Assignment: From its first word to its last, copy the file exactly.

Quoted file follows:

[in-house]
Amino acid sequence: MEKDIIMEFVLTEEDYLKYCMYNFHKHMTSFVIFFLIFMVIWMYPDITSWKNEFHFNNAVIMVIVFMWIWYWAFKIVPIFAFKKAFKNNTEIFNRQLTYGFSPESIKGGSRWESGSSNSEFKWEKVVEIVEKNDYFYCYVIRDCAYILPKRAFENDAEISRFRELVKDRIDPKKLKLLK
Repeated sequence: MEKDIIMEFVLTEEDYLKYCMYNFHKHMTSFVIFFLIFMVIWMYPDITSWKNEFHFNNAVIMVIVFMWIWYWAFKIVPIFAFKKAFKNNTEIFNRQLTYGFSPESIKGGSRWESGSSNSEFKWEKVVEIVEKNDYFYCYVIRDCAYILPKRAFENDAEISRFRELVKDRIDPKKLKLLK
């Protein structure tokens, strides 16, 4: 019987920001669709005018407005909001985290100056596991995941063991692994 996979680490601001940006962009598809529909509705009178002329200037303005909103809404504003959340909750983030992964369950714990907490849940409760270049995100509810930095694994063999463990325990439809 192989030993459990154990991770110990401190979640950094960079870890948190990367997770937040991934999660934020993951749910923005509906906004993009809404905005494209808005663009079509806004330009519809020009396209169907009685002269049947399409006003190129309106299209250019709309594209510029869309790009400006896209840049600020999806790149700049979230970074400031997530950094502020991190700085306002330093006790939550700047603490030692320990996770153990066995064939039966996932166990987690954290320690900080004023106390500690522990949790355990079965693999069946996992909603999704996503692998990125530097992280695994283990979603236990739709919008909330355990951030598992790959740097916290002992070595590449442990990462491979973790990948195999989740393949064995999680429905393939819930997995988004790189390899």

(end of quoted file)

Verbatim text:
[in-house]
Amino acid sequence: MEKDIIMEFVLTEEDYLKYCMYNFHKHMTSFVIFFLIFMVIWMYPDITSWKNEFHFNNAVIMVIVFMWIWYWAFKIVPIFAFKKAFKNNTEIFNRQLTYGFSPESIKGGSRWESGSSNSEFKWEKVVEIVEKNDYFYCYVIRDCAYILPKRAFENDAEISRFRELVKDRIDPKKLKLLK
Repeated sequence: MEKDIIMEFVLTEEDYLKYCMYNFHKHMTSFVIFFLIFMVIWMYPDITSWKNEFHFNNAVIMVIVFMWIWYWAFKIVPIFAFKKAFKNNTEIFNRQLTYGFSPESIKGGSRWESGSSNSEFKWEKVVEIVEKNDYFYCYVIRDCAYILPKRAFENDAEISRFRELVKDRIDPKKLKLLK
């Protein structure tokens, strides 16, 4: 019987920001669709005018407005909001985290100056596991995941063991692994 996979680490601001940006962009598809529909509705009178002329200037303005909103809404504003959340909750983030992964369950714990907490849940409760270049995100509810930095694994063999463990325990439809 192989030993459990154990991770110990401190979640950094960079870890948190990367997770937040991934999660934020993951749910923005509906906004993009809404905005494209808005663009079509806004330009519809020009396209169907009685002269049947399409006003190129309106299209250019709309594209510029869309790009400006896209840049600020999806790149700049979230970074400031997530950094502020991190700085306002330093006790939550700047603490030692320990996770153990066995064939039966996932166990987690954290320690900080004023106390500690522990949790355990079965693999069946996992909603999704996503692998990125530097992280695994283990979603236990739709919008909330355990951030598992790959740097916290002992070595590449442990990462491979973790990948195999989740393949064995999680429905393939819930997995988004790189390899």